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The room temperature tensile and fatigue response of non-perforated and perforated titanium for laminar flow control application was investigated both experimentally and analytically. Results showed that multiple perforations did not affect the tensile response, but did reduce the fatigue life. A two-dimensional finite element stress analysis was used to determine that the stress fields from adjacent perforations did not influence one another. The stress fields around the holes did not overlap one another, allowing the material to be modeled as a plate with a center hole. Fatigue life was predicted using an equivalent initial flaw size approach to relate the experimental results to microstructural features of the titanium. Predictions using flaw sizes ranging from 1 to 15 (μm correlated within a factor of 2 with the experimental results by using a flow stress of 260 MPa. By using two different flow stresses in the crack closure model and correcting for plasticity, the experimental results were bounded by the predictions for high gross section stresses. Further analysis of the complex perforation geometry and the local material chemistry is needed to further understand the fatigue behavior of the perforated titanium.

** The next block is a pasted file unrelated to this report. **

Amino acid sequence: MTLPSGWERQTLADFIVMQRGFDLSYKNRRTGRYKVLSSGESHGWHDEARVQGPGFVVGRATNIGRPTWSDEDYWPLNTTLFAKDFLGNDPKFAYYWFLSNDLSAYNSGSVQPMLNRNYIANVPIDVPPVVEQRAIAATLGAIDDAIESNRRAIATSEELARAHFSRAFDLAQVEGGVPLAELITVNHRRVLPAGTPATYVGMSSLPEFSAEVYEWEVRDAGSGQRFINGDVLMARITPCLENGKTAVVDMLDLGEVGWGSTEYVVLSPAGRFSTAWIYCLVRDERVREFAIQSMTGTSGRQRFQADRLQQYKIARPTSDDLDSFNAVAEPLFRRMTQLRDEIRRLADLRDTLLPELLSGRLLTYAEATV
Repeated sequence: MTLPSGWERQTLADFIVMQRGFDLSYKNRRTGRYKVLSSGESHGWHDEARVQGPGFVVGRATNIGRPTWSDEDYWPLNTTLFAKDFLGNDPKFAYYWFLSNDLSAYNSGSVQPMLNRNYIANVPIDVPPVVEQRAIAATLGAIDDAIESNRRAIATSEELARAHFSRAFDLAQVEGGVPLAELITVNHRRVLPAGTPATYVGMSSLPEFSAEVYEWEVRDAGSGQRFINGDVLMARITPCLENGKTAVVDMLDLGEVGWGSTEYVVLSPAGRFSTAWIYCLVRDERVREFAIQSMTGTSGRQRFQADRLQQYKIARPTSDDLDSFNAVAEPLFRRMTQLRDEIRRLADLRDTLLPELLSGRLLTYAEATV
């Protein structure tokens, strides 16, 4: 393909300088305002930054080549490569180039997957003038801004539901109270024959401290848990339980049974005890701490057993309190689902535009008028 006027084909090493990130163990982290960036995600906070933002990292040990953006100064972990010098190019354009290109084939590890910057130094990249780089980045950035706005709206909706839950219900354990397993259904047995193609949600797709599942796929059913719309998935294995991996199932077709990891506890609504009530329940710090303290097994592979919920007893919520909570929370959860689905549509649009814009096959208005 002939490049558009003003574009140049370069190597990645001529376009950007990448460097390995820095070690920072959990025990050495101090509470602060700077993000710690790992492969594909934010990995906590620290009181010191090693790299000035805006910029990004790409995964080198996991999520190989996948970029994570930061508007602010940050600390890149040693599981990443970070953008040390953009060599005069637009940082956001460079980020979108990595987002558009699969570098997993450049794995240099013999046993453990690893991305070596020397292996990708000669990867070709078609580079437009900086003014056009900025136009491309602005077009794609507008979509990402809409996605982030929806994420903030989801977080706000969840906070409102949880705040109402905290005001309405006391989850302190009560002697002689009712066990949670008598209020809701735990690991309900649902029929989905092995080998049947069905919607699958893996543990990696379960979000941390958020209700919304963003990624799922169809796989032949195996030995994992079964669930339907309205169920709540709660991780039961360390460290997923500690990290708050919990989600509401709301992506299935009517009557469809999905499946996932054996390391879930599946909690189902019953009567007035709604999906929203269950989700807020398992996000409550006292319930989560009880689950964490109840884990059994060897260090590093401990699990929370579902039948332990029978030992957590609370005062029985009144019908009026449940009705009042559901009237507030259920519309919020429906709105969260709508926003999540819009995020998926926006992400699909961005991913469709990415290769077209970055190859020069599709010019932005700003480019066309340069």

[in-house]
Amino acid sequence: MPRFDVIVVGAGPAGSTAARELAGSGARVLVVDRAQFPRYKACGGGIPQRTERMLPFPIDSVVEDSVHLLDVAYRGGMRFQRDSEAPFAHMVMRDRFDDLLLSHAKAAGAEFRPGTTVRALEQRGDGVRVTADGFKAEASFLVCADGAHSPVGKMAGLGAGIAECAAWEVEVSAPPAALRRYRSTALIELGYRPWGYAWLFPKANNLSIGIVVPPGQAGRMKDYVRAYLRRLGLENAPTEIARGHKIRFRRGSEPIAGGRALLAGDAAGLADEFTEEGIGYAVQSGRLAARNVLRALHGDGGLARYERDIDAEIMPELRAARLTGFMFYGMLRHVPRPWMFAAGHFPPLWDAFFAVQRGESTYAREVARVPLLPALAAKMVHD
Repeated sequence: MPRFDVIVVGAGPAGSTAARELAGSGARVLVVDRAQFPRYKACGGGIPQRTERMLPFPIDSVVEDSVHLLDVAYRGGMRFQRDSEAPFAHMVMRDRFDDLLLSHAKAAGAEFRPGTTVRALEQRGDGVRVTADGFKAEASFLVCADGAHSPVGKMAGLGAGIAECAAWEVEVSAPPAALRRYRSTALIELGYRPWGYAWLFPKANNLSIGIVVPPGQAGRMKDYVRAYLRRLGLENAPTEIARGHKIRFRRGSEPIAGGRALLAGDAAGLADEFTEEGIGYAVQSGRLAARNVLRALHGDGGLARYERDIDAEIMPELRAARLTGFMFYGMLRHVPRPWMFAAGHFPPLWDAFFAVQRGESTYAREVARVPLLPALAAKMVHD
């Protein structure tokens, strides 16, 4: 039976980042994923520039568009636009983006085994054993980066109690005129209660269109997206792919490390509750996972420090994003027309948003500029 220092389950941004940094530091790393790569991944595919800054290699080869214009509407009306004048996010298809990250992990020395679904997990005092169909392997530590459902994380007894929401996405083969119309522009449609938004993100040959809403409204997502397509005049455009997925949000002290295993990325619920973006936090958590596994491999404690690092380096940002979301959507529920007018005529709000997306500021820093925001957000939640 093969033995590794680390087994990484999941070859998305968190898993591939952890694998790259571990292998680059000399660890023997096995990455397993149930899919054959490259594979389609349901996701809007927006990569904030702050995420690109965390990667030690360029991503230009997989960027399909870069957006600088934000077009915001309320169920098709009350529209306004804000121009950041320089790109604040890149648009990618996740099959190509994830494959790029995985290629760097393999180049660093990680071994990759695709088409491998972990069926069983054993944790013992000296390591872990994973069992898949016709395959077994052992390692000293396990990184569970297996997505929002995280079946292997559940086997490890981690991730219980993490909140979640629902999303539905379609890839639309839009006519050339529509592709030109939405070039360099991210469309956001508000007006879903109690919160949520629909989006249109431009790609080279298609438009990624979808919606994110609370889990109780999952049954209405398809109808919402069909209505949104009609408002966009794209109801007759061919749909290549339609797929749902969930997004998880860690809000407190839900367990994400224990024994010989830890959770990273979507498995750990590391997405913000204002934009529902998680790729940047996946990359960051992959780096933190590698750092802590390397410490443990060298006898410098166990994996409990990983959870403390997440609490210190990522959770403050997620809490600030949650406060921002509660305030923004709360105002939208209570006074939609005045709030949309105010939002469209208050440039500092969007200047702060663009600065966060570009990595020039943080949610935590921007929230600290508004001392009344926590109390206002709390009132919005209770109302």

commercially pure titanium, tensile response, fatigue crack growth, life prediction, cracks
Resident research associate, NASA Langley Research Center, Hampton, VA
Senior scientist, NASA Langley Research Center, Hampton, VA
Professor of materials science and engineering, Georgia Institute of Technology, Atlanta, GA